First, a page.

A divorcing couple came to see me for mediation. The husband had significant
outstanding credit card bills. He also drank quite a bit. The wife wanted
a divorce and they had one child.
Whenever we had a meeting, the husband dominated the meeting, talking over
his wife and barely letting her get in a word edgewise. He had an intense,
aggressive speech pattern that caught my attention. He was unreasonably
insistent on getting his way. The wife sat meekly in a corner of the couch,
afraid to interrupt his ranting.
During our second meeting as we started discussing finances, property and
child custody, it became clear to me that the husband’s ability
to focus, listen to reason or communicate with his wife in a rational
way was not possible. After observing these behaviors (since in addition
to being an attorney I have a medical background) it struck me that this
husband’s behavior was indicative of a bipolar disorder.
I told them towards the end of the meeting it was clear to me they were
having difficulty negotiating and I thought there may be some other issues
that needed to be addressed by a therapist before mediation could be effective.
I offered them a few names of doctors who are part of my team of experts
and suggested they take this first step toward their divorce journey.
A few weeks later I contacted them, as I usually do to follow-up on how
they were doing and they told me they had been working with one of the
doctors I recommended and that the husband had been diagnosed with bipolar
II disorder and the doctor had prescribed medication.
Two weeks later they made another appointment and came to see me. The husband
shared with me how much better he was feeling and how things seemed so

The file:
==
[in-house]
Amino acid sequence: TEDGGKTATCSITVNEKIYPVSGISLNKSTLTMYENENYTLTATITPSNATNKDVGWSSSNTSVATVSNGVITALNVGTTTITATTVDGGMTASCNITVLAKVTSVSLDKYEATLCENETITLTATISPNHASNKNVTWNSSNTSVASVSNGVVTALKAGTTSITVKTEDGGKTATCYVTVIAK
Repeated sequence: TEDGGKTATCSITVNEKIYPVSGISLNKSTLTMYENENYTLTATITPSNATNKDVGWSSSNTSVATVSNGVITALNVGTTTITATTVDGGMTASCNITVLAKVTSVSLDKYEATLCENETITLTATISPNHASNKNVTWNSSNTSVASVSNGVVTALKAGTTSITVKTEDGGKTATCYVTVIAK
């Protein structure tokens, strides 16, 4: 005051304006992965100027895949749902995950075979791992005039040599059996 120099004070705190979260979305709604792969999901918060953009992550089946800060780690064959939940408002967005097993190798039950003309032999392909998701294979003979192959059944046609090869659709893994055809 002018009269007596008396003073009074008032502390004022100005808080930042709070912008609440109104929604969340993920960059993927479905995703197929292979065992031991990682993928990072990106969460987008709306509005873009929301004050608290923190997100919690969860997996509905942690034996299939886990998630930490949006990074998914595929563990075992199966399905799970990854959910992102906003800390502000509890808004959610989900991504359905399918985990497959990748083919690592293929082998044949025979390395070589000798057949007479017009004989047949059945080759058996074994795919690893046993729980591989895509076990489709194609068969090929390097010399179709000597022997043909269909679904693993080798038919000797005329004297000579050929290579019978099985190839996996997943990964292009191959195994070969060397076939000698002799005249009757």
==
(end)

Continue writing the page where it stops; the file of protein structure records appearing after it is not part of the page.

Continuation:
much clearer. He felt more focused, less stressed, and calmer. His mind
was no longer racing. He had also found some answers as to why holding
on to a job had been so difficult in his life. Cleary the diagnosis and
treatment was making a huge difference for him and the marriage.
The couple was then able to proceed with their divorce. We continued to
have productive meetings addressing support, finding creative ways to
locate streams of income for the family to survive divorce financially,
and making important decisions regarding their 2-year-old daughter. The
mediation process successfully continued culminating in a separation agreement
they could both live with and they obtained their divorce within 3 months.
Here is what to look for if Bipolar Disorder is the “third party”
in your marriage:
- Quickly moving suddenly from one idea to the next (super mania)
- Having exaggerated self confidence
- Rapid, "pressured" (uninterruptable) and loud speech
- Increased energy, with hyperactivity and a decreased need for sleep
- Difficultly maintaining a schedule, sometimes resulting in having trouble
keeping a job
- Living beyond one’s dreams
It is sad and fascinating to see how much personality affects settlement
of matrimonial cases. Especially when one or both partners have a mood
or character disorder.
If you are in a marriage that looks similar to the couple’s story
I just shared with you,
I can help you.
My combination of legal and medical strategies is unusual and effective
when it comes to divorce. The understanding and proper guidance for this
complicated aspect is important for a psychologically safe and legally
successful outcome. I have the unique ability to provide a compassionate
and productive process to see you through your divorce. I understand that
the underlying problem is often a psychological diagnosis with which couples
Call me if you have any questions or would like more information about
personality disorders and their affect on marriages and family. 212.734.1551.